“If I made this team it’d be big. Not just for me but for everyone who knows what I’ve been through from college to now.” 

Stanford is a 6-foot-4 wing from Campbellsville University, where he averaged 7 points, 5 rebounds, and was an academic All-American. 

Even with his positive outlook on the process, and an impressive showing Saturday morning, Stanford’s name wasn’t called for a follow-up workout later in the afternoon. 

The harsh reality that your chances are extremely slim to make a G League roster from an open tryout can be a tough pill to swallow, but as a guy who’s been on the opposite end of the chopping block, Mensah-Bonsu had an immense amount of respect for those who showed up to compete Saturday.

“Personally it’s tough because I never wanted to be that guy to read out the numbers of those who did make the team, and skip over those who didn’t,” Mensah-Bonsu said, “it’s heartbreaking. We always anticipate what the DMV has to offer in terms of the wealth of talent in this area.

"I was pleasantly surprised because we ended up selecting 15 guys to stick around for the afternoon portion, but going into this we were only planning to pick five.” 

Those who made the cut won’t be announced until a later date, which leaves the larger point of how those who were passed on respond?

The all-time leading scorer in Peach Sun Belt Conference history, Detrek Browning, was in attendance Saturday and put on a show. His combination of quickness, deep range shooting ability, and a knack for loose balls/putbacks captured the attention of every media member in attendance. 

However, his name wasn’t called for the next round of tryouts. 

Still, in a state of shock, he delivered words of encouragement not just for his self, but others to turn to after a similar letdown. 

“I for sure thought I was going to get a place here, but you just gotta focus and move on,” Browning said. “I quit my job in June to focus on basketball and it’s been paying off. I’ve seen my game increase exponentially.

“I did my best and that’s what matters,” he added. “I appreciate them not picking me up, it’s just going to make me work even harder.”

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Ravens looking to make a statement in Kansas City against the unbeaten Chiefs

Ravens looking to make a statement in Kansas City against the unbeaten Chiefs

Depending on who’s asked, Sunday’s game is either a statement waiting to be made, or just another game to play.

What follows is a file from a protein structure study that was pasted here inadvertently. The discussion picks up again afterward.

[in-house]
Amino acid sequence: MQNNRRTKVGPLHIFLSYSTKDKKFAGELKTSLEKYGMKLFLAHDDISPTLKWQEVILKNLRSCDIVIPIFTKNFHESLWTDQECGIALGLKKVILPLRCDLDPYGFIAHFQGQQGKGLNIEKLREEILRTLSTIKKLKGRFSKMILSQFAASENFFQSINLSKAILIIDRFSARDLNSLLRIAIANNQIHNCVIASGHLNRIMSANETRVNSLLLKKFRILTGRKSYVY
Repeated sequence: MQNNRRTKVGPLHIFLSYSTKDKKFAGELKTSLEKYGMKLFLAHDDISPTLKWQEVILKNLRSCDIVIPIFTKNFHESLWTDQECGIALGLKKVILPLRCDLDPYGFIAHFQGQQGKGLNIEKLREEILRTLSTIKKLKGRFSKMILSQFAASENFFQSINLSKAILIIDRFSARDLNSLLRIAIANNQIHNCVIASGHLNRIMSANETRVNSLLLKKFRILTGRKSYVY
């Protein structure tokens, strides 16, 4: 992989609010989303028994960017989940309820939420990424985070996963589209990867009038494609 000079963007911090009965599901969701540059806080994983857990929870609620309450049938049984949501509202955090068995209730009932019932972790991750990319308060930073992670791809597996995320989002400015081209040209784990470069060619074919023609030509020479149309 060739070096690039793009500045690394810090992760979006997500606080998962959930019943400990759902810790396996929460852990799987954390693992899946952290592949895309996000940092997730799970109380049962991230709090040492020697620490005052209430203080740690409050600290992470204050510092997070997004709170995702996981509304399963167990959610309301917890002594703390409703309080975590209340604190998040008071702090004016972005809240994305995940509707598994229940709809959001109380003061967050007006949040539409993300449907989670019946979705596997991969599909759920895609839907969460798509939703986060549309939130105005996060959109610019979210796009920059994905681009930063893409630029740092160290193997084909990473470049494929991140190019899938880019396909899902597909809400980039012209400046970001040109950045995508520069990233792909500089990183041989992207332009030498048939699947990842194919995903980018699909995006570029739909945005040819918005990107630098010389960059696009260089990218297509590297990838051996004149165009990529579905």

In perhaps the weekend’s most anticipated game, the Ravens will head to Arrowhead Stadium to face the unbeaten Chiefs on Sunday at 1 p.m. It’s an opportunity for the Ravens to stake their claim as one of the NFL’s best, against the league’s most explosive offense.

“Every game for us is a statement game,” Ronnie Stanley said. “We’ve been downplayed since the beginning of the season. Every game (is), and this just happens to be the next one.”

But while it’s being billed as a game between two of the NFL’s hottest offenses led by two bright stars at quarterback, it’s still just the third game of the season. 

“Not really,” Marshal Yanda said on if this game is a measuring stick. “We focus on the gameplan. We focus on practice and sharpening things up, just getting better every single day. Obviously, we know that they’re a good football team, and we’re going to respect them. But we’re just more worried about what we can control in this building and just getting better every day.”

There’s two mindsets, but it’s impossible to look past what Sunday’s matchup could mean. 

Firstly, it would be at least a modicum of revenge for last year’s 27-24 overtime loss, a loss which Ravens players and coaches have said still sticks with them. 

But perhaps more importantly, it would give the Ravens a leg up early in the season on one of the favorites in the AFC. 

“We’re trying to make our way,” coach John Harbaugh said. “There will be a lot at stake at the end of the year when you count them up, but right now, both teams are trying to find who they are and are trying to win an early AFC matchup. It’s just kind of an early-season game.”

At 2-0, the opportunity is there on-paper for the Ravens to state their claim atop the conference, especially with the rest of the AFC North’s start to the season.

Cincinnati stumbled out of the gate and is 0-2, as is Pittsburgh, which just lost Ben Roethlisberger for the season to an injury. 

The Browns are 1-1 with the Rams coming to town on Sunday, meaning the opportunity is there for the Ravens to put some distance between themselves and the rest of the conference early on.

In order for the Ravens to do so, however, they’ll have to get by Patrick Mahomes and company.

“It’s a big challenge for us in the back end, a big challenge for the defense and for this ball club on the road against a playoff-caliber team,” cornerback Brandon Carr said. “They have it all. We’re excited to see what we’re made of, so it’s a big challenge for us, trying to find a way to get to 3-0.”

Still, Sunday’s game is more than just a game on paper. The Ravens can firmly cement themselves as one of the NFL’s best amongst the minds of many in the league. Even if they knew that already themselves.

“My job is to control what I can control, and that’s my offense,” Lamar Jackson said. “I don’t really care about the hype. I don’t even care about the hype they’re giving us now. They were just doubting us the whole offseason. Like I said, we’re just going to go in there and perform.”